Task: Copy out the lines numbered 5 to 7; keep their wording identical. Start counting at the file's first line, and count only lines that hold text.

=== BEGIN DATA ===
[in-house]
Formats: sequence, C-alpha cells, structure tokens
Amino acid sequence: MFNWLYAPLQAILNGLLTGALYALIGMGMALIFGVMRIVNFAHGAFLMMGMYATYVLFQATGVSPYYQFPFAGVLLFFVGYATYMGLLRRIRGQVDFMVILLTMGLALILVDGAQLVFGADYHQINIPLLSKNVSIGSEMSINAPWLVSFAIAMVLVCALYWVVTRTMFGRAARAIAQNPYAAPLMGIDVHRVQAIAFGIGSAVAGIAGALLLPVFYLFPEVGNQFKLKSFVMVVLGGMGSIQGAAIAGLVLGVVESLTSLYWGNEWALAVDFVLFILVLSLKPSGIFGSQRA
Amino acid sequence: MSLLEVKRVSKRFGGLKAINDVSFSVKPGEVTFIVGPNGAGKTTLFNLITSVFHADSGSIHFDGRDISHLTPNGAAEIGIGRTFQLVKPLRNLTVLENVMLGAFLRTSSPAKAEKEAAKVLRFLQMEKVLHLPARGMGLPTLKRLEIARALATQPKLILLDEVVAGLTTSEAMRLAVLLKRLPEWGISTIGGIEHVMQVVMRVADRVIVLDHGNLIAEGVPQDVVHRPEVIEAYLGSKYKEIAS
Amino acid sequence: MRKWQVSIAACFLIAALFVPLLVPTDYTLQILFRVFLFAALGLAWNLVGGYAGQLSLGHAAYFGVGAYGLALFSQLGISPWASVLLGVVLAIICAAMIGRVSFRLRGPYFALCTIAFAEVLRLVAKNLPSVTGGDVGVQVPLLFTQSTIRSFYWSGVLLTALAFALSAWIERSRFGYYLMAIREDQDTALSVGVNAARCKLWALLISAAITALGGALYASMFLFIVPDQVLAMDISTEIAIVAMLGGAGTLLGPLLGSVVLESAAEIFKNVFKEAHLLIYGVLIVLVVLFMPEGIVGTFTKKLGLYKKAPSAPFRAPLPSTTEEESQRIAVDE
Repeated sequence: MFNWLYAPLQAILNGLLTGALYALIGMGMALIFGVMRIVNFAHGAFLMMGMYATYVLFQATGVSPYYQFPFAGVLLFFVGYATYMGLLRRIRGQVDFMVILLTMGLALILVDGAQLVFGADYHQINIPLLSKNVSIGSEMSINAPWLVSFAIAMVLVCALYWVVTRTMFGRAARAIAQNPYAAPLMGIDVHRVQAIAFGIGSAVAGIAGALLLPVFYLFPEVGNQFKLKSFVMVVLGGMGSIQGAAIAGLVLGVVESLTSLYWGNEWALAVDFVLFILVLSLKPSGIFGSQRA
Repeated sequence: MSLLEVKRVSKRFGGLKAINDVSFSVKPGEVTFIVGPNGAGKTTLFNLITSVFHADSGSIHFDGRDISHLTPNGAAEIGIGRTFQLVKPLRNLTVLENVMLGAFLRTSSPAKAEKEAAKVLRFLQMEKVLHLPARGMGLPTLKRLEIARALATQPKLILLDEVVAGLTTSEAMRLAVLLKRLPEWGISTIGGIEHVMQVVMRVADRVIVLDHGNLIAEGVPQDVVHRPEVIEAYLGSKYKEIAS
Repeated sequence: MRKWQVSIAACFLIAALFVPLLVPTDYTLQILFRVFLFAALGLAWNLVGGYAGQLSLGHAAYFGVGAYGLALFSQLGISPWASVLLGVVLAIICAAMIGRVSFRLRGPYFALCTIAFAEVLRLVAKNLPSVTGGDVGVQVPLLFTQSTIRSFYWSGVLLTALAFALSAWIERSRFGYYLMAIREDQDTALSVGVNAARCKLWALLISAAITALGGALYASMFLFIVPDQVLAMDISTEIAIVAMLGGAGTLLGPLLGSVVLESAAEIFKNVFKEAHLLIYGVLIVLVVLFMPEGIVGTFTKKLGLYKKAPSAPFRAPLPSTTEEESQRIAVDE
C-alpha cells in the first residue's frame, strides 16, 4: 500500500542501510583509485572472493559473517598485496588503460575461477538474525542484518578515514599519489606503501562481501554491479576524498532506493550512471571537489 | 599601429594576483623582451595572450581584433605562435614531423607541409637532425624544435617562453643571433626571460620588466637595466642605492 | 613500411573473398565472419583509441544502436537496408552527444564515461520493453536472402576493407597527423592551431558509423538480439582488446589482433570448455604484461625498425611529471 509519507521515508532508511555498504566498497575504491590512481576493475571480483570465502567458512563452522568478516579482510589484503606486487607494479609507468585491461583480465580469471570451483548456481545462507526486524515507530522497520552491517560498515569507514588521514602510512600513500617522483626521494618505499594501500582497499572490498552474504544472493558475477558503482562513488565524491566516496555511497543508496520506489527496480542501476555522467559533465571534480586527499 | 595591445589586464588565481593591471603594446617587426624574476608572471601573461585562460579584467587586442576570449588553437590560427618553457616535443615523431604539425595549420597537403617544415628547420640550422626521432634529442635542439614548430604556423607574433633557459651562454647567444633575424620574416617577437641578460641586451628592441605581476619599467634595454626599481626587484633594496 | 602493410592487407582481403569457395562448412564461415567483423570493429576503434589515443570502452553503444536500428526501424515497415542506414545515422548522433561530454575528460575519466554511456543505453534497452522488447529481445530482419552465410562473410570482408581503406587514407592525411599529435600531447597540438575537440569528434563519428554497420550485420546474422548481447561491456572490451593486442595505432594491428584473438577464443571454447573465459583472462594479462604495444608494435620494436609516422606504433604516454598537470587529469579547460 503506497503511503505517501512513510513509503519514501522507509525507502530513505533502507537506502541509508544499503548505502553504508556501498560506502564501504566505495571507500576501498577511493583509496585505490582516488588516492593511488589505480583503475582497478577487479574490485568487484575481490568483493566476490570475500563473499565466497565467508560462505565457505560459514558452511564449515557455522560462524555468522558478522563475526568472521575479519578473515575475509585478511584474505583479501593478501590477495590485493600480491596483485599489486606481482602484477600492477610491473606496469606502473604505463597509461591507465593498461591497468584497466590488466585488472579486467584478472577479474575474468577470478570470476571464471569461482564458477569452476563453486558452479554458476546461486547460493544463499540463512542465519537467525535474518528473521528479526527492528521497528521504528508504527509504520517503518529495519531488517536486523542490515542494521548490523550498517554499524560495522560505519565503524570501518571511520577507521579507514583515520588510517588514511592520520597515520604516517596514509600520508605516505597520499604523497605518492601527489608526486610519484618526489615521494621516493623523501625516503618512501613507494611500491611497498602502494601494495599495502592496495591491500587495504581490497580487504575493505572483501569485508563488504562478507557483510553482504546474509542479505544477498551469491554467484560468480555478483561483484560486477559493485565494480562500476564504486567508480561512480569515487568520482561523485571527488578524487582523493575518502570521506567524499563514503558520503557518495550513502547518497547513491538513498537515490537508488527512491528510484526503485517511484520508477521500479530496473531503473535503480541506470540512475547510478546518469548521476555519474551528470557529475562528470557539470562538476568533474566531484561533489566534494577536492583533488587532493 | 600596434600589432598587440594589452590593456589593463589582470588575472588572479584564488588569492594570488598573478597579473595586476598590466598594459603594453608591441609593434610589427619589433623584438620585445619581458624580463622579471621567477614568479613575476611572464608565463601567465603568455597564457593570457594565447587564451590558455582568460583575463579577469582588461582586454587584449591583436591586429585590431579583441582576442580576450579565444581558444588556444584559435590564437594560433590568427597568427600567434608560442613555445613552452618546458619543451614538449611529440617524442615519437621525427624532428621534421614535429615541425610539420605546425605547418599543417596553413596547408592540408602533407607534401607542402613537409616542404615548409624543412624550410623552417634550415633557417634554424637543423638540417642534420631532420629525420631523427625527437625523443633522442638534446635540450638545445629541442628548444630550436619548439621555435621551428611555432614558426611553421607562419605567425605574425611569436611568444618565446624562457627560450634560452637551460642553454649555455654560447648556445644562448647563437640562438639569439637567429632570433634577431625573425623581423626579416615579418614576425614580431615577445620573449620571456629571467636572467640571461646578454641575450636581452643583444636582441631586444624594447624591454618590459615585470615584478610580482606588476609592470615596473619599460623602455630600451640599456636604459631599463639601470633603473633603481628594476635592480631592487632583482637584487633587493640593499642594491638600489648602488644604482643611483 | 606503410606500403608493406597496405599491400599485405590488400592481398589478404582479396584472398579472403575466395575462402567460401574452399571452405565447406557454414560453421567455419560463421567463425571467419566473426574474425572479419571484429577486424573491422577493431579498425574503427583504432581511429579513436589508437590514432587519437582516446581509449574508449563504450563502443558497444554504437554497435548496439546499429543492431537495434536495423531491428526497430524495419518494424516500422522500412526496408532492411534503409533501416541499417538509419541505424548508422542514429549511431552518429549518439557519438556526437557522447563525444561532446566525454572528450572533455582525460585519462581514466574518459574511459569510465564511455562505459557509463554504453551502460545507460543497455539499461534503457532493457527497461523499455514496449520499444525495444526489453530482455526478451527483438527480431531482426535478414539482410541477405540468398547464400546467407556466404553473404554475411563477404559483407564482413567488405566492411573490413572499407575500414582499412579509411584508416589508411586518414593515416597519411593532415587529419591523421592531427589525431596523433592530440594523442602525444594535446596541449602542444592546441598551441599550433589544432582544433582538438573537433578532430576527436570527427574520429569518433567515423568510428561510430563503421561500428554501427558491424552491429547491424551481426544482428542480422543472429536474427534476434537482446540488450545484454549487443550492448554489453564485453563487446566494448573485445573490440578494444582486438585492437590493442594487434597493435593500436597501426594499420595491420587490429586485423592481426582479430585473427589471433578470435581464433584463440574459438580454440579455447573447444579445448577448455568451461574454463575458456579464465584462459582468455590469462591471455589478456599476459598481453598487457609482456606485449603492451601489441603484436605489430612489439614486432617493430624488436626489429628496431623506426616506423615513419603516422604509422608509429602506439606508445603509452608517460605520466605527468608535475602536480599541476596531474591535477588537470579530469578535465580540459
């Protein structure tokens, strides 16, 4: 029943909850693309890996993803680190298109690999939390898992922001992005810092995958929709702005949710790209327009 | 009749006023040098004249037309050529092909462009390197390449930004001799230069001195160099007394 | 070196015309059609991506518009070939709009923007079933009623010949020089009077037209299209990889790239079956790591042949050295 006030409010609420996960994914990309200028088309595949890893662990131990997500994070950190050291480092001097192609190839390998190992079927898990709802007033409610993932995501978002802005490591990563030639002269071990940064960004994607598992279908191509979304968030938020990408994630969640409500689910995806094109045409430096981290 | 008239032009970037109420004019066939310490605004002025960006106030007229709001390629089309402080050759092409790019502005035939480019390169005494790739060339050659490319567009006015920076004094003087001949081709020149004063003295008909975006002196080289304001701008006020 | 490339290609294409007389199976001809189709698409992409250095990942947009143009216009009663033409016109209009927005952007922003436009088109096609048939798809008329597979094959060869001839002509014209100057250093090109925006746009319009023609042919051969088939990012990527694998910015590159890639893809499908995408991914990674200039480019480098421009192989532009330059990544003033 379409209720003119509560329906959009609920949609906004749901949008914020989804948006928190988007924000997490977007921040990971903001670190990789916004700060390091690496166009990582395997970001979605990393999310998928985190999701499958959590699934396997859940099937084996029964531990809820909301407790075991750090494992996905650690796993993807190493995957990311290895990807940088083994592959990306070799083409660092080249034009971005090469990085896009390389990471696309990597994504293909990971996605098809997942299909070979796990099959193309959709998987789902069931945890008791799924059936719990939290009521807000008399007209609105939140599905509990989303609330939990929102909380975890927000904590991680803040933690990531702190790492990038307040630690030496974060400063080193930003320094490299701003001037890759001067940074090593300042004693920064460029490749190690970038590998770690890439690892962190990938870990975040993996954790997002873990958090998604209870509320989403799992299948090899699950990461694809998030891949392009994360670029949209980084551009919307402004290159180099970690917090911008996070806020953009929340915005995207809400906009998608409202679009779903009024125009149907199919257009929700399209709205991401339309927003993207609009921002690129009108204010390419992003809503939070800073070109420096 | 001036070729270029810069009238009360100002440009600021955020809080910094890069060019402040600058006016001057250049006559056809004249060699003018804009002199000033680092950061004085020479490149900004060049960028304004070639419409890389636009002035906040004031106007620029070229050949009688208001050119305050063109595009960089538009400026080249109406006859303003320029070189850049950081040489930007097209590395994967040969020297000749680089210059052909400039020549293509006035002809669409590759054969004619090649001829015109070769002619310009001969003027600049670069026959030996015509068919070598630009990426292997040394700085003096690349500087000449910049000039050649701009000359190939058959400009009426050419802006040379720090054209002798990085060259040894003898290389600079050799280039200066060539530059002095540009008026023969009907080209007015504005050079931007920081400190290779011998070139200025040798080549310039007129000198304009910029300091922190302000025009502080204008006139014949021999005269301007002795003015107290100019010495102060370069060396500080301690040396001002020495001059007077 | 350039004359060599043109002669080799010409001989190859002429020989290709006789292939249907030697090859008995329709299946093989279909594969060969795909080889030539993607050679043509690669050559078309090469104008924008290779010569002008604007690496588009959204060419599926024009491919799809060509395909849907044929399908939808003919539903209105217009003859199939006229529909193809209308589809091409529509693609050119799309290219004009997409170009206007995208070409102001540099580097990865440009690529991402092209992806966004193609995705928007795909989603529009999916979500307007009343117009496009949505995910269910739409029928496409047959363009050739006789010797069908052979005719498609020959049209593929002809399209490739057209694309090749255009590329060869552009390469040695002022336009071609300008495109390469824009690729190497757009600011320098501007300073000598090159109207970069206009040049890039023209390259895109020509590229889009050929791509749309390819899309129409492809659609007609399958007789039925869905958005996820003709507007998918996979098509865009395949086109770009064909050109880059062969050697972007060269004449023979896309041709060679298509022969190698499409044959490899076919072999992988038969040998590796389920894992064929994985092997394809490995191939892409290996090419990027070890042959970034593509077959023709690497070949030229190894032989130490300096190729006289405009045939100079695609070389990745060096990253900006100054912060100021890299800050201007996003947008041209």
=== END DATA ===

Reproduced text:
Amino acid sequence: MRKWQVSIAACFLIAALFVPLLVPTDYTLQILFRVFLFAALGLAWNLVGGYAGQLSLGHAAYFGVGAYGLALFSQLGISPWASVLLGVVLAIICAAMIGRVSFRLRGPYFALCTIAFAEVLRLVAKNLPSVTGGDVGVQVPLLFTQSTIRSFYWSGVLLTALAFALSAWIERSRFGYYLMAIREDQDTALSVGVNAARCKLWALLISAAITALGGALYASMFLFIVPDQVLAMDISTEIAIVAMLGGAGTLLGPLLGSVVLESAAEIFKNVFKEAHLLIYGVLIVLVVLFMPEGIVGTFTKKLGLYKKAPSAPFRAPLPSTTEEESQRIAVDE
Repeated sequence: MFNWLYAPLQAILNGLLTGALYALIGMGMALIFGVMRIVNFAHGAFLMMGMYATYVLFQATGVSPYYQFPFAGVLLFFVGYATYMGLLRRIRGQVDFMVILLTMGLALILVDGAQLVFGADYHQINIPLLSKNVSIGSEMSINAPWLVSFAIAMVLVCALYWVVTRTMFGRAARAIAQNPYAAPLMGIDVHRVQAIAFGIGSAVAGIAGALLLPVFYLFPEVGNQFKLKSFVMVVLGGMGSIQGAAIAGLVLGVVESLTSLYWGNEWALAVDFVLFILVLSLKPSGIFGSQRA
Repeated sequence: MSLLEVKRVSKRFGGLKAINDVSFSVKPGEVTFIVGPNGAGKTTLFNLITSVFHADSGSIHFDGRDISHLTPNGAAEIGIGRTFQLVKPLRNLTVLENVMLGAFLRTSSPAKAEKEAAKVLRFLQMEKVLHLPARGMGLPTLKRLEIARALATQPKLILLDEVVAGLTTSEAMRLAVLLKRLPEWGISTIGGIEHVMQVVMRVADRVIVLDHGNLIAEGVPQDVVHRPEVIEAYLGSKYKEIAS